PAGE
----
Time-triggering versus event-triggering control over communication channels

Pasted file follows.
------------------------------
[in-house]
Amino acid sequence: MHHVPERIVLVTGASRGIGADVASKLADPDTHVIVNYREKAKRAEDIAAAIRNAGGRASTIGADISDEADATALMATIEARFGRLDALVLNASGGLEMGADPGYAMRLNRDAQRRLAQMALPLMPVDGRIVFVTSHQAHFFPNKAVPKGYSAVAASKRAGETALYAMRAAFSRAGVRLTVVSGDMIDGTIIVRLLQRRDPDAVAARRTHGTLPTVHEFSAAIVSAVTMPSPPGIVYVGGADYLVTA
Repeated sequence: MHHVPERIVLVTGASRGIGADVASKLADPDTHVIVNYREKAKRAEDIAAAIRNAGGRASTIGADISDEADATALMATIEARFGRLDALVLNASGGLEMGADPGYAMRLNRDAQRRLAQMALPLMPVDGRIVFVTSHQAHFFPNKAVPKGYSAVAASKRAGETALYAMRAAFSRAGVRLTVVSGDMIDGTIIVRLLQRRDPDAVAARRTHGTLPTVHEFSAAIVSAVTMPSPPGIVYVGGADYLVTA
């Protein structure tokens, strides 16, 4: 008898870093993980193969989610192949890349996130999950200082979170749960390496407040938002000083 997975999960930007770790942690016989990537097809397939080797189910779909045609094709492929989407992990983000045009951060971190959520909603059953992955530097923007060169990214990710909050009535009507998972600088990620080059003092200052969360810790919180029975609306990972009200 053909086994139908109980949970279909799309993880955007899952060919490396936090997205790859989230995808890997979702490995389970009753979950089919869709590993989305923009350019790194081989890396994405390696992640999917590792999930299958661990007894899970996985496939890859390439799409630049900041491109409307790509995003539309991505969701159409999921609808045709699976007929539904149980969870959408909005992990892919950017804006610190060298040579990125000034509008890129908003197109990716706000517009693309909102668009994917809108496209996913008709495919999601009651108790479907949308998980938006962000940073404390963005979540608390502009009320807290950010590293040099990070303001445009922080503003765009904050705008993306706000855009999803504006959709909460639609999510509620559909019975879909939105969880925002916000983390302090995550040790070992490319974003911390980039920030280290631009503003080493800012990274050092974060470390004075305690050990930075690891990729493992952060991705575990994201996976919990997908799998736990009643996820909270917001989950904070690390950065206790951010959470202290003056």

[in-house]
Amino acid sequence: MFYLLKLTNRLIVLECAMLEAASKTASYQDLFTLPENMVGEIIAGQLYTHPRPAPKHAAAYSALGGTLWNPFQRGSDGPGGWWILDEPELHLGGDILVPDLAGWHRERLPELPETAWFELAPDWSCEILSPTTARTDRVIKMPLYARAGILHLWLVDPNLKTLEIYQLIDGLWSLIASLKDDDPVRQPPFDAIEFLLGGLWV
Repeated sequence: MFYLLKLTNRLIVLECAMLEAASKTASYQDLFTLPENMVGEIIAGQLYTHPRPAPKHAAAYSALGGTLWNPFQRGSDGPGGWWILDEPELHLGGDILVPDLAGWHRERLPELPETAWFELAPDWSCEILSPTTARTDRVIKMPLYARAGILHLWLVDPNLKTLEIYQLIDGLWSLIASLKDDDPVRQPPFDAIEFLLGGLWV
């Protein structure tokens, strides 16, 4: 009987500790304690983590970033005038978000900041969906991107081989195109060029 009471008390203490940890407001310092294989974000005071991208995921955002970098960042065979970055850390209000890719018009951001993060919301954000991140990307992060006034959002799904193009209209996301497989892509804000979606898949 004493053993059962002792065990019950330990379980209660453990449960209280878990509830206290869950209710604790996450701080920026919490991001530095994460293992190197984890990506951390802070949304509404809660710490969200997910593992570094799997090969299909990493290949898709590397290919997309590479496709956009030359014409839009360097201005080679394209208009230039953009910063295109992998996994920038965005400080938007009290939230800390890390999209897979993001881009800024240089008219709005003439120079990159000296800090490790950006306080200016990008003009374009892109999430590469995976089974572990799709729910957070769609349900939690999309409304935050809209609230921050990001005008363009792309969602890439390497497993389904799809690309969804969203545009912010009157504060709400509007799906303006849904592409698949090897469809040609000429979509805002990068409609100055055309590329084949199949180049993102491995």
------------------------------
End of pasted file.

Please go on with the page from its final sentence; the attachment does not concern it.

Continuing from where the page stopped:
Time-triggered and event-triggered control strategies for stabilization of an unstable plant over a rate-limited communication channel subject to unknown, bounded delay are studied and compared. Event triggering carries implicit information, revealing the state of the plant. However, the delay in the communication channel causes information loss, as it makes the state information out of date. There is a critical delay value, when the loss of information due to the communication delay perfectly compensates the implicit information carried by the triggering events. This occurs when the maximum delay equals the inverse of the entropy rate of the plant.<div><br></div><div><p>When the delay is small, the timing information carried by the triggering events is substantial and ensures that controller can stabilize the system. In contrast, for small values of the delay the information transmission rate required by a time-triggered implementation equals the rate required by the classic data-rate theorem.</p> <p>For large delay values the event-triggered design converge to an asymptote the time-triggered result grows linearly as γ→∞. The reason for this difference is that, the time-triggered design depends only on delay while the event-triggered scheme depends on both state and delay.</p></div>